Our Panorama Balcony Suite held all our belongings with ease thanks to under-bed storage for suitcases, deep drawers and, yippee, a shelf to store John’s library! In addition to a high-powered hairdryer, mini-bar, safe and a full range of good quality toiletries, there were robes, slippers, an umbrella and two walking poles. Pre-holiday, Emerald Cruises had posted us rucksacks and also water bottles that we could fill with ice-cold water or tea/coffee available 24/7 from machines in the lounge. These guys think of everything!

As cruise ships may only sail the Douro during daytime, my FOMO (fear of missing out) new vistas and lock experiences whist sleeping was allayed. Emerald Cruises also seemed to have bagged the best mooring spots and rarely tied up alongside other ships, allowing us uninterrupted views through our cabin’s floor-to-ceiling windows.  (I’ll never forget on my first ever river cruise standing stark naked and flinging open our curtains to greet dawn on the river Nile, only to find a startled man sitting in his cabin inches away from ours.  A ship had quietly docked beside us overnight).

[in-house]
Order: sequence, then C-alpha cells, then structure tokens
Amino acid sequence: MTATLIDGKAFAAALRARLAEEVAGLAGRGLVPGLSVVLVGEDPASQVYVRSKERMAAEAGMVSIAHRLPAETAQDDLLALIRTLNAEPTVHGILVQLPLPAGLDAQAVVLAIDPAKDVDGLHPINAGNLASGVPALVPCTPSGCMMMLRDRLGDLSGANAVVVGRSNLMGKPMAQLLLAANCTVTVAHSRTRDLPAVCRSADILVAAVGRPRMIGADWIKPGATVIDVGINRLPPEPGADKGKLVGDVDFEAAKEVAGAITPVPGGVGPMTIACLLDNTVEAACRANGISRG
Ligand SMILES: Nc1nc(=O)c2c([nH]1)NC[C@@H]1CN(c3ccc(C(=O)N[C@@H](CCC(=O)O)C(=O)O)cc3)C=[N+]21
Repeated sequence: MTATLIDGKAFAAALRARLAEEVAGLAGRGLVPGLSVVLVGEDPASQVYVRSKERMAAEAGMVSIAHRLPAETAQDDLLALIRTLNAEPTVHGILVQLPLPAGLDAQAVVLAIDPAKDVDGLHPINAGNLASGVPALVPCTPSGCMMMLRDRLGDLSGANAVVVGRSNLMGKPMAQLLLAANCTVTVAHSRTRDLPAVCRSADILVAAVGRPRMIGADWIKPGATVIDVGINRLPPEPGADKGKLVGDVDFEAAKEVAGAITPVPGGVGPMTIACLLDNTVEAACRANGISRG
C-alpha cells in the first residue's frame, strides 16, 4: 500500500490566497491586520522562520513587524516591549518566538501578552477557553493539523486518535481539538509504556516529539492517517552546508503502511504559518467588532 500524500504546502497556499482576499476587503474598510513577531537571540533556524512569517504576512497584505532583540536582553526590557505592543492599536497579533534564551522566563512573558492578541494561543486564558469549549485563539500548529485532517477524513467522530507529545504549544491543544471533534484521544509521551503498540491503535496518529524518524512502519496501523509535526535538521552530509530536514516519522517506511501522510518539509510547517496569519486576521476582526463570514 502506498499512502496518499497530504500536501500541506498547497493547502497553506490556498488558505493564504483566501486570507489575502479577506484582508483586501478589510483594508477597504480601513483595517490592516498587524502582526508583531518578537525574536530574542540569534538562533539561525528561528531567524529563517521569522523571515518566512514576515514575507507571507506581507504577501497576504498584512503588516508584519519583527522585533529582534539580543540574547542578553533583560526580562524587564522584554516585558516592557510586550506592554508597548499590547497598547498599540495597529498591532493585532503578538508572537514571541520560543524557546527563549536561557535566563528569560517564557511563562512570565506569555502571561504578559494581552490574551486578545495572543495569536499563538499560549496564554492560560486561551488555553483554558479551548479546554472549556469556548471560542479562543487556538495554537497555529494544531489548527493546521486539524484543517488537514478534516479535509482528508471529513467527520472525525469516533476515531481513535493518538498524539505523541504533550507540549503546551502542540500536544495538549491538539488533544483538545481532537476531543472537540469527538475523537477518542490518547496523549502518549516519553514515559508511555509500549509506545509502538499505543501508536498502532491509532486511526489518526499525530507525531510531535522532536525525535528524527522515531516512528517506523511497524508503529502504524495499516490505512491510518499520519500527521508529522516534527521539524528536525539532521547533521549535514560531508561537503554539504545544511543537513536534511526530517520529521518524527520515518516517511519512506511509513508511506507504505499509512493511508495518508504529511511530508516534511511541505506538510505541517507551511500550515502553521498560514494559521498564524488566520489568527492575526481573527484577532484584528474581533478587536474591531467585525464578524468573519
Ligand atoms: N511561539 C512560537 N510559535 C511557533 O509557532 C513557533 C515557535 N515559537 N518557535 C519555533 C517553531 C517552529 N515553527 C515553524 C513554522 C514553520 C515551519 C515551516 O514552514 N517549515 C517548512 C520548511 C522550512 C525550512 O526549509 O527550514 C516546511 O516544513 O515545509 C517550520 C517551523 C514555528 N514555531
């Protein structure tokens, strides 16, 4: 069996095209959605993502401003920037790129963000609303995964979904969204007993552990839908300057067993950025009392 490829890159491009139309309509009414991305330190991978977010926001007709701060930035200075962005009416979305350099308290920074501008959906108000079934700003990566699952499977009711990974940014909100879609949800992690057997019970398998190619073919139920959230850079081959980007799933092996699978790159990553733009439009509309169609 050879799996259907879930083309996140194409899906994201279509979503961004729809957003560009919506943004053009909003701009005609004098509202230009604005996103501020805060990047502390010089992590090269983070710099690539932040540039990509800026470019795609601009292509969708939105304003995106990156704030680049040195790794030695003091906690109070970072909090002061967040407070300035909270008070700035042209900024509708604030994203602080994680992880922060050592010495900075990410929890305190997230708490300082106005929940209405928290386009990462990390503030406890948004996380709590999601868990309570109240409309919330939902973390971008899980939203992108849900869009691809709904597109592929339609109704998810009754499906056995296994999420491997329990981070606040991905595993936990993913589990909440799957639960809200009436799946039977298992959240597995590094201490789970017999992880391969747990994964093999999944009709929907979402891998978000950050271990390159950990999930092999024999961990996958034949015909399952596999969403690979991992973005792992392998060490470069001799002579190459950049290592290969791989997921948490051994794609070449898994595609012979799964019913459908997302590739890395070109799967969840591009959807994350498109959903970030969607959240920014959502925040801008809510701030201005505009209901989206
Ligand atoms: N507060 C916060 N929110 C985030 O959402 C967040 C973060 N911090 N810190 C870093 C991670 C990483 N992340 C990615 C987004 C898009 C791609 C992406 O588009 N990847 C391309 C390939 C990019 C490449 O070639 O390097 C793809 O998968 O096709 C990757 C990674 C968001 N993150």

Emerald Radiance in Pinhao

The sheer convenience of having Radiance’s fine-dining restaurant within easy reach of our room was a real bonus. Carefully planned menus and accompanying wines reflected local or national produce wherever possible. Chef positively beamed when he tempted this vegetarian to taste slow-roasted pork sourced from a local piggery bred to produce the sweetest most tender meat.  Melt-in-the mouth butterfish from the Azores starred in another memorable meal. Our charming and most attentive waiter, Daniel, remembered our drink preferences and gracefully met our cheeky requests for extra cheese and biscuits with a glass of tawny port. 

Fellow guests helped make the whole experience even more special. We soon found our ‘tribe’ amongst the mixed group of Australian, Canadian, American and British guests. Our competitive gang of 60-something boomers outdanced and out-sang the competition during a music quiz. We all agreed we hadn’t laughed so much in ages. Many were returning customers with one couple enjoying their 8th cruise with Emerald Cruises – I can certainly see why.

Carole was hosted by Emerald Cruises on an 8-day Secrets of the Douro cruise. Currently priced from £1,906 pp, July 2022

Next steps

To take an Emerald Cruise like Carole’s or to find out about their worldwide voyages and to book your Cruise, call our Silver Travel Advisors on 0800 412 5678